Assuntos
Técnicas Biossensoriais , Hominidae , Animais , Tecnologia de Fibra Óptica , Interferometria , Fibras Ópticas
3.
J Hum Evol ; 158: 103029, 2021 09.
Artigo em Inglês | MEDLINE | ID: mdl-34384939

RESUMO

The aspects of hominin behavior responsible for Oldowan stone tool variation are the focus of much debate. There is some consensus that this variation arises from a combination of ecological and cultural factors. The diversity of raw material types and technological strategies present at Kanjera South, Kenya, provide an opportunity to examine the interacting influences of ecology and culture on Oldowan stone tool variation. Here, we combine previous analyses of raw material properties, provenance, and technology with quantitative measures of core reduction intensity and tool utilization to examine the influence of both ecological and technocultural factors on stone tool variation at Kanjera South. The results of this analysis reflect a dynamic relationship between raw material properties, provenance, and hominin mobility. Exotic raw materials are generally more resistant to edge attrition compared with those available locally, which may have incentivized their transport over long distances and more extensive reduction. Cores produced on raw materials from distant sources also exhibit more complex core reduction strategies than locally acquired materials. While this pattern is partially due to the differences in the quality of knappable stone, bifacial centripetal and multifacial core reduction strategies also arise due to the continuous transport and use of exotic raw materials. Moreover, the variation in stone tool reduction is not consistent with neutral models of stone tool transport and discard. These results demonstrate that ecological factors such as raw material provenance and physical properties have strong impacts on reduction intensity and the technological strategies used by hominins.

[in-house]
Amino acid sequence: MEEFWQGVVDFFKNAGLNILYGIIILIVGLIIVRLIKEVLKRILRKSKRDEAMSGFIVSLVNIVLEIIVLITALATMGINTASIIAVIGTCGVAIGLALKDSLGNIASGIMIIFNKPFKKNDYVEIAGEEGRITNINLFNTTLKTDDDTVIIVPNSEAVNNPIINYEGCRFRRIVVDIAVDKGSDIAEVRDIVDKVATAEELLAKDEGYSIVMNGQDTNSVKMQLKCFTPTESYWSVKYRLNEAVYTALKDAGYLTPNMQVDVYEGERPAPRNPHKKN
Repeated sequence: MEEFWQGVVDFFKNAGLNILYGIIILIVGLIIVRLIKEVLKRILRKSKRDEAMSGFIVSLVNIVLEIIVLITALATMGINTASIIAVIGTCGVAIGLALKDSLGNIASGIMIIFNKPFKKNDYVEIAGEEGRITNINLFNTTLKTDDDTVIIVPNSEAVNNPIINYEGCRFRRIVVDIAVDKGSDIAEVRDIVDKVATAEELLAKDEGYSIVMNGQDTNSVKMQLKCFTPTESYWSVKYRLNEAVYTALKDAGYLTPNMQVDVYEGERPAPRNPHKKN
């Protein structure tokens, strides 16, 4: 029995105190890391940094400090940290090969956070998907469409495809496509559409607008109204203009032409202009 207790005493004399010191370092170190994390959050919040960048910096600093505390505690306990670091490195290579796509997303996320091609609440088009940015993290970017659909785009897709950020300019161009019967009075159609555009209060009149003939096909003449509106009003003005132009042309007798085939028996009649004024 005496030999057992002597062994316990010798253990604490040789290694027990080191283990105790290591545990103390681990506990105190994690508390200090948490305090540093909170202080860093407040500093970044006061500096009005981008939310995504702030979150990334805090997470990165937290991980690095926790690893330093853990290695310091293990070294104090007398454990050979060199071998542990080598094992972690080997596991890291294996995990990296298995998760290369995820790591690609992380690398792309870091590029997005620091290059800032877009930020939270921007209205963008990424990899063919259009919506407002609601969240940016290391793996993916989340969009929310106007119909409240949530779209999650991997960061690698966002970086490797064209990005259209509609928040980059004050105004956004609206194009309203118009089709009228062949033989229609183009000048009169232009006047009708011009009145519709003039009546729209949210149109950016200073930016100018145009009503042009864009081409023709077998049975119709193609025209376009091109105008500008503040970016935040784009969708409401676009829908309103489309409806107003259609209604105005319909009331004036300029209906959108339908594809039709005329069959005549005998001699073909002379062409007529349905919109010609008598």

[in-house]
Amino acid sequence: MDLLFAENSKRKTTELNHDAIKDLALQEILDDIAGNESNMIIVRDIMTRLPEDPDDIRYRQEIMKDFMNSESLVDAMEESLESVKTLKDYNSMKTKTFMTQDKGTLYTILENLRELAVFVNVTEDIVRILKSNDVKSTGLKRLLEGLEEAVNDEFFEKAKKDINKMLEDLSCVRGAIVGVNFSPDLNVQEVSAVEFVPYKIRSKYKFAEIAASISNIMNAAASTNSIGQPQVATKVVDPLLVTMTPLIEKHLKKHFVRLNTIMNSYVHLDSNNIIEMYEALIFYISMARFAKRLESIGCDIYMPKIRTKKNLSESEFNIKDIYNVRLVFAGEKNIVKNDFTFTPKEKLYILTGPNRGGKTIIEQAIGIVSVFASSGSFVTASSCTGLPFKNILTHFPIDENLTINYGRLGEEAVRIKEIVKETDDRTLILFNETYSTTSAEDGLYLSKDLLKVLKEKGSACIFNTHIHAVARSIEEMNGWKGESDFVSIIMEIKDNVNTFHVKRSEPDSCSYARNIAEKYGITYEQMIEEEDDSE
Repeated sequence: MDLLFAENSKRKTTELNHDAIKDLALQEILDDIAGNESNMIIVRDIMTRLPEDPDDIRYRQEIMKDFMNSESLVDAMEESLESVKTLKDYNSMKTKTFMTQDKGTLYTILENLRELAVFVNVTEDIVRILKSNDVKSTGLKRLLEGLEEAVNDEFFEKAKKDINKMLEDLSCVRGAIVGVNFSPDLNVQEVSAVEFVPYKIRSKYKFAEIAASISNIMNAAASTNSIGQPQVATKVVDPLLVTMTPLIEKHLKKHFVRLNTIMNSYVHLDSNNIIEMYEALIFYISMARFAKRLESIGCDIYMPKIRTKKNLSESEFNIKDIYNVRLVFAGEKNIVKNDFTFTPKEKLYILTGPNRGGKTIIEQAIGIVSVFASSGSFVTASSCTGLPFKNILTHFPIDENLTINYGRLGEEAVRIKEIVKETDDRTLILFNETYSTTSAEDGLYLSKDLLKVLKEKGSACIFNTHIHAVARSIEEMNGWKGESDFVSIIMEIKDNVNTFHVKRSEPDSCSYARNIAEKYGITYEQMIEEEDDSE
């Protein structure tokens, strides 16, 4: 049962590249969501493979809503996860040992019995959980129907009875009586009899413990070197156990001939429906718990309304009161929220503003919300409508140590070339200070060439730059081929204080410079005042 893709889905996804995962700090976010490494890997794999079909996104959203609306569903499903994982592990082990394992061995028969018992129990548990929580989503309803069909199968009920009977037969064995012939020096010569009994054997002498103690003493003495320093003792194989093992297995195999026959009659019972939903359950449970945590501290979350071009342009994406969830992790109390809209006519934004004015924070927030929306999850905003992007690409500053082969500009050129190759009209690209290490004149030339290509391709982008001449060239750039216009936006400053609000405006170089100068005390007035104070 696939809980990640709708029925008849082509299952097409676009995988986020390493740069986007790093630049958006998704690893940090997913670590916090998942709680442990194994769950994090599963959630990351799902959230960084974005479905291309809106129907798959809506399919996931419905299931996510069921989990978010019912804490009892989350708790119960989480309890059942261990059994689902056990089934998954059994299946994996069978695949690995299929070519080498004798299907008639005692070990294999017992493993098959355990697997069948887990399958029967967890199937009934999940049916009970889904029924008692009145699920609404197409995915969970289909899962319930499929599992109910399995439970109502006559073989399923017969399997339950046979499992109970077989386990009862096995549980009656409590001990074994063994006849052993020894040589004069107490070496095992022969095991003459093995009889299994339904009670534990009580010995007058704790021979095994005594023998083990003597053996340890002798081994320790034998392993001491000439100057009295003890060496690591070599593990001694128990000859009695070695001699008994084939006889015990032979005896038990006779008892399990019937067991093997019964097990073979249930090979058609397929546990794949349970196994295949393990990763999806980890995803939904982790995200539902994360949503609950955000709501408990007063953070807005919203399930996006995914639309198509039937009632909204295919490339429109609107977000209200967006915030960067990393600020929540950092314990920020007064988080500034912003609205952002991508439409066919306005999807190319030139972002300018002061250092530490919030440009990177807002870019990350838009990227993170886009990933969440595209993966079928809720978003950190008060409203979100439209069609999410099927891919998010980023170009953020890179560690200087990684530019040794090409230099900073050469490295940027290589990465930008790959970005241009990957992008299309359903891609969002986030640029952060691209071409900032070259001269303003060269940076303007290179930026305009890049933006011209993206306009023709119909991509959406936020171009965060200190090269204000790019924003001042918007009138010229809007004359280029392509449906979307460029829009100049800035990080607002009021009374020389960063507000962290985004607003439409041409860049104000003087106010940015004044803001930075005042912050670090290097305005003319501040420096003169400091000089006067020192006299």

Assuntos
Ecologia , Hominidae , Tecnologia/história , Comportamento de Utilização de Ferramentas , Animais , Arqueologia , História Antiga , Quênia
4.
Biol Lett ; 17(9): 20210319, 2021 09.
Artigo em Inglês | MEDLINE | ID: mdl-34464539

RESUMO